Few days ago I read a story about a big sacrifice in human history. It was written by John Leavy in Quora and it was about a little Town in England called Eyam. In the autumn of 1665, the local tailor received a bundle of cloth from London not knowing that it was infected with
the Black Death. One of his helpers noticing that the cloth was damp open the bundle and hung it before the fire to dry. Within a week Viccars (the tailor’s assistance) was death, and by the next spring no less than 42 people had died from the disease. In terror, many inhabitants made plans to vacate the village. However, the rector at the time William Mompesson convinced these people to stay, in order to save other towns from being infected. In an act of bravery from the people of Eyam they stayed in town with a volunteer quarantine. For fourteen long months they endure. In some instances, complete families were wiped out, in others just one person was left alive. The final death occurred one year later in November 1, 1666. Today this village is called “The plague village” and is a popular tourist destination.
Sacrifices like this are admirable in the times we live. It makes you think what am I willing to do or stop doing so other people don’t get sick? How much of my personal desires am I willing to sacrifice for the well of others? In Eyam, approximately half of the population was wiped up in that one year. But because of their act of courage people in the other villages and towns nearby were save. What an act of courage and love for fellow human beings!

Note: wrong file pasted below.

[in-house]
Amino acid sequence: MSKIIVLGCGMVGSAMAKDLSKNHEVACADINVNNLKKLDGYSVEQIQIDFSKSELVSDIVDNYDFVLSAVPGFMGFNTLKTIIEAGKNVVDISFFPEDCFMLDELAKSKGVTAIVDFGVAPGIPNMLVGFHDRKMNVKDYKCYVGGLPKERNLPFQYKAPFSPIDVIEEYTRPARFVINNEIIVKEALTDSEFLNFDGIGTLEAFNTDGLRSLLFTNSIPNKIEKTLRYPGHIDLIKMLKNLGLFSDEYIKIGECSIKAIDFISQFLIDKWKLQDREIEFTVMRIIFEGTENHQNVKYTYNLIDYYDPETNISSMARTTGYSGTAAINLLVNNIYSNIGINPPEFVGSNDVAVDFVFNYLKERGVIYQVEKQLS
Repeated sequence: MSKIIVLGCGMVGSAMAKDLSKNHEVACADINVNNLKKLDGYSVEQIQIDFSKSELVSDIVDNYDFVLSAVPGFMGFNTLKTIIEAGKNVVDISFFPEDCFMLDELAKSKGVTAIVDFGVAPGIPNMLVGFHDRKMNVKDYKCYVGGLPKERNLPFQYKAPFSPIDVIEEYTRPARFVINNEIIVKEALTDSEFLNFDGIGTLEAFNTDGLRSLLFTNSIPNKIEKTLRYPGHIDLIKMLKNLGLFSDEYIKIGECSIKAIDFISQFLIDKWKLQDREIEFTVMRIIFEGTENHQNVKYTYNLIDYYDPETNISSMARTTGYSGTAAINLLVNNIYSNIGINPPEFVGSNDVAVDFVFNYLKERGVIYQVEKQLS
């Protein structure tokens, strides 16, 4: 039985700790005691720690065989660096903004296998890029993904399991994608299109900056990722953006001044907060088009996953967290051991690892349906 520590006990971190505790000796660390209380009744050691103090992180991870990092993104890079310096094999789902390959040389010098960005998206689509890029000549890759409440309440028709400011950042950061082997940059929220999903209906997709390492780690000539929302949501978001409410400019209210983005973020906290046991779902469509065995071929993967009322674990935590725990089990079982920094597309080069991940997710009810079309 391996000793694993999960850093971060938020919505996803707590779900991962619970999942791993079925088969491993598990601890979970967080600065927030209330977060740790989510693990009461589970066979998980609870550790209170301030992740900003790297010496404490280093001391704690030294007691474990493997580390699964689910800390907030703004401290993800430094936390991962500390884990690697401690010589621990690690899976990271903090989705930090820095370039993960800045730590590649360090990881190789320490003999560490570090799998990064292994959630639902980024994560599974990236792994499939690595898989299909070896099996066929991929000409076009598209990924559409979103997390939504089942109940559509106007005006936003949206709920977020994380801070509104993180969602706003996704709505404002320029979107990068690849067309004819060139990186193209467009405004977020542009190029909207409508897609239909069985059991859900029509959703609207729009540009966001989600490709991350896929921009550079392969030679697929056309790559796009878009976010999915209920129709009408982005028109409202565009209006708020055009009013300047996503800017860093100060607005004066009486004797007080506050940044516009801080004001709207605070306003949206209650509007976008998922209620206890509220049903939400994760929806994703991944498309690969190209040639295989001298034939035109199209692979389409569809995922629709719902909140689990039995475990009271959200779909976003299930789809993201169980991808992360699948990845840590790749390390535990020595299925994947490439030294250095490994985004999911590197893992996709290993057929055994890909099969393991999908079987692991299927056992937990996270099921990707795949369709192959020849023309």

Although we don’t live in the 1600, or in Eyam, I have seen recently acts of courage and love made by our society in this pandemic. I have heard of my friends delivering food to the door of those infected, delivering medicines, groceries, or sending money to people who had run out of income, one of them even flying to other country to take care of his parents who are infected, old and alone. In my family I truly admire my cousins who are in the front line of this pandemic taking care of those infected at the hospitals, as nurses, or doctors. Some of them even got sick from Covid-19, and after they recovered, they went back to the hospital to keep on helping those who were ill. That takes courage.These are the heroes among us.
In Spain they were clapping every night when the first wave arrived in March for the people in the health care system who were taking care of the sick. Today I want write this post to clap for all of those who are fighting in the front lines at the hospitals to help those in need. I want to clap for the people who stay at home and not take the risk to infect others, and I want to clap for all my friends and family who are know as the “indispensables” as the second wave starts this fall. I clap also for those little acts of love, phone calls, messages, letters, songs, that are send to others in these times, to let other’s know we still have each other. These are the times among humanity where love and courage need to shine.
I hope we all have it inside of us.
P.S. If you know of any other hero among us that deserves recognition please write it in the comments.